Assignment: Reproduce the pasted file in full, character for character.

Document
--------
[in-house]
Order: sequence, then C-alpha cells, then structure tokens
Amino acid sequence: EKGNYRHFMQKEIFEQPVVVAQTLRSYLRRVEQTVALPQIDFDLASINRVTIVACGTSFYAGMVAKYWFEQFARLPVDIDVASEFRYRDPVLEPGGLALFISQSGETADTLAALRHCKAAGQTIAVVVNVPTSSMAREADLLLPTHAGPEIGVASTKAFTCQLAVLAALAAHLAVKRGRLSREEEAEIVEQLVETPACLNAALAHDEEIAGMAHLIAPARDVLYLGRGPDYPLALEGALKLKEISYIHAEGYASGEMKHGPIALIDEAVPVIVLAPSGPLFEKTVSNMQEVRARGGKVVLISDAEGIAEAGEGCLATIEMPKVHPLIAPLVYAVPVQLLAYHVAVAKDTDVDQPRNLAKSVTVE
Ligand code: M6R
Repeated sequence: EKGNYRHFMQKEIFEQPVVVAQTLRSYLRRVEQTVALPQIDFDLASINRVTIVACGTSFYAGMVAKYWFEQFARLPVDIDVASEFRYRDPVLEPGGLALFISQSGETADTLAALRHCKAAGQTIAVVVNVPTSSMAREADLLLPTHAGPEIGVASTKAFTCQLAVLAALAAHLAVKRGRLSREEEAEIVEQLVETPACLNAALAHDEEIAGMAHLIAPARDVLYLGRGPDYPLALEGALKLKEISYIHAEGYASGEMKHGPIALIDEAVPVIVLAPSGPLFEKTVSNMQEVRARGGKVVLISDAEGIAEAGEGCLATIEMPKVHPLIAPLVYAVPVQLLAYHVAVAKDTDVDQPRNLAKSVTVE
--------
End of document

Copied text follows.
[in-house]
Order: sequence, then C-alpha cells, then structure tokens
Amino acid sequence: EKGNYRHFMQKEIFEQPVVVAQTLRSYLRRVEQTVALPQIDFDLASINRVTIVACGTSFYAGMVAKYWFEQFARLPVDIDVASEFRYRDPVLEPGGLALFISQSGETADTLAALRHCKAAGQTIAVVVNVPTSSMAREADLLLPTHAGPEIGVASTKAFTCQLAVLAALAAHLAVKRGRLSREEEAEIVEQLVETPACLNAALAHDEEIAGMAHLIAPARDVLYLGRGPDYPLALEGALKLKEISYIHAEGYASGEMKHGPIALIDEAVPVIVLAPSGPLFEKTVSNMQEVRARGGKVVLISDAEGIAEAGEGCLATIEMPKVHPLIAPLVYAVPVQLLAYHVAVAKDTDVDQPRNLAKSVTVE
Ligand code: M6R
Repeated sequence: EKGNYRHFMQKEIFEQPVVVAQTLRSYLRRVEQTVALPQIDFDLASINRVTIVACGTSFYAGMVAKYWFEQFARLPVDIDVASEFRYRDPVLEPGGLALFISQSGETADTLAALRHCKAAGQTIAVVVNVPTSSMAREADLLLPTHAGPEIGVASTKAFTCQLAVLAALAAHLAVKRGRLSREEEAEIVEQLVETPACLNAALAHDEEIAGMAHLIAPARDVLYLGRGPDYPLALEGALKLKEISYIHAEGYASGEMKHGPIALIDEAVPVIVLAPSGPLFEKTVSNMQEVRARGGKVVLISDAEGIAEAGEGCLATIEMPKVHPLIAPLVYAVPVQLLAYHVAVAKDTDVDQPRNLAKSVTVE